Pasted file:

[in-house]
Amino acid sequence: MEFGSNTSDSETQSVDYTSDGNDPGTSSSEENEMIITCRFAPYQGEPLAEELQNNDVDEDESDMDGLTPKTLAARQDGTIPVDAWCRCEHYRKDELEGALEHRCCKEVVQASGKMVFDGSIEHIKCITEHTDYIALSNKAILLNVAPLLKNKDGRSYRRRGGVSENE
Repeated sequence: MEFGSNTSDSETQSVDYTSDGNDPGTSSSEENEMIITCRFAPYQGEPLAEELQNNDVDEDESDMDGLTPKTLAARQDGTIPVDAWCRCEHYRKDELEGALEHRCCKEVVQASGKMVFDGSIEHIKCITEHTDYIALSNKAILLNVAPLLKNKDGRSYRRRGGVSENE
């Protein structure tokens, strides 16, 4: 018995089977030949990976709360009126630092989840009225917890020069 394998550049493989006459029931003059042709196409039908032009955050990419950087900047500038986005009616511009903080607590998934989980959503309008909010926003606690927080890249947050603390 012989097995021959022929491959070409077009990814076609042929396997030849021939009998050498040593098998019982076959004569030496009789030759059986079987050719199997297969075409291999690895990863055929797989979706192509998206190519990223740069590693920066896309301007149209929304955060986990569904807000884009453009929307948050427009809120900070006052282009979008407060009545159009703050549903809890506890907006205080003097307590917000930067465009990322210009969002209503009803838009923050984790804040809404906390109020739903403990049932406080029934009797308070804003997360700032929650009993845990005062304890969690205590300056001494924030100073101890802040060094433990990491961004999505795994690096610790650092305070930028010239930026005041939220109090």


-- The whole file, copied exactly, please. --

[in-house]
Amino acid sequence: MEFGSNTSDSETQSVDYTSDGNDPGTSSSEENEMIITCRFAPYQGEPLAEELQNNDVDEDESDMDGLTPKTLAARQDGTIPVDAWCRCEHYRKDELEGALEHRCCKEVVQASGKMVFDGSIEHIKCITEHTDYIALSNKAILLNVAPLLKNKDGRSYRRRGGVSENE
Repeated sequence: MEFGSNTSDSETQSVDYTSDGNDPGTSSSEENEMIITCRFAPYQGEPLAEELQNNDVDEDESDMDGLTPKTLAARQDGTIPVDAWCRCEHYRKDELEGALEHRCCKEVVQASGKMVFDGSIEHIKCITEHTDYIALSNKAILLNVAPLLKNKDGRSYRRRGGVSENE
């Protein structure tokens, strides 16, 4: 018995089977030949990976709360009126630092989840009225917890020069 394998550049493989006459029931003059042709196409039908032009955050990419950087900047500038986005009616511009903080607590998934989980959503309008909010926003606690927080890249947050603390 012989097995021959022929491959070409077009990814076609042929396997030849021939009998050498040593098998019982076959004569030496009789030759059986079987050719199997297969075409291999690895990863055929797989979706192509998206190519990223740069590693920066896309301007149209929304955060986990569904807000884009453009929307948050427009809120900070006052282009979008407060009545159009703050549903809890506890907006205080003097307590917000930067465009990322210009969002209503009803838009923050984790804040809404906390109020739903403990049932406080029934009797308070804003997360700032929650009993845990005062304890969690205590300056001494924030100073101890802040060094433990990491961004999505795994690096610790650092305070930028010239930026005041939220109090």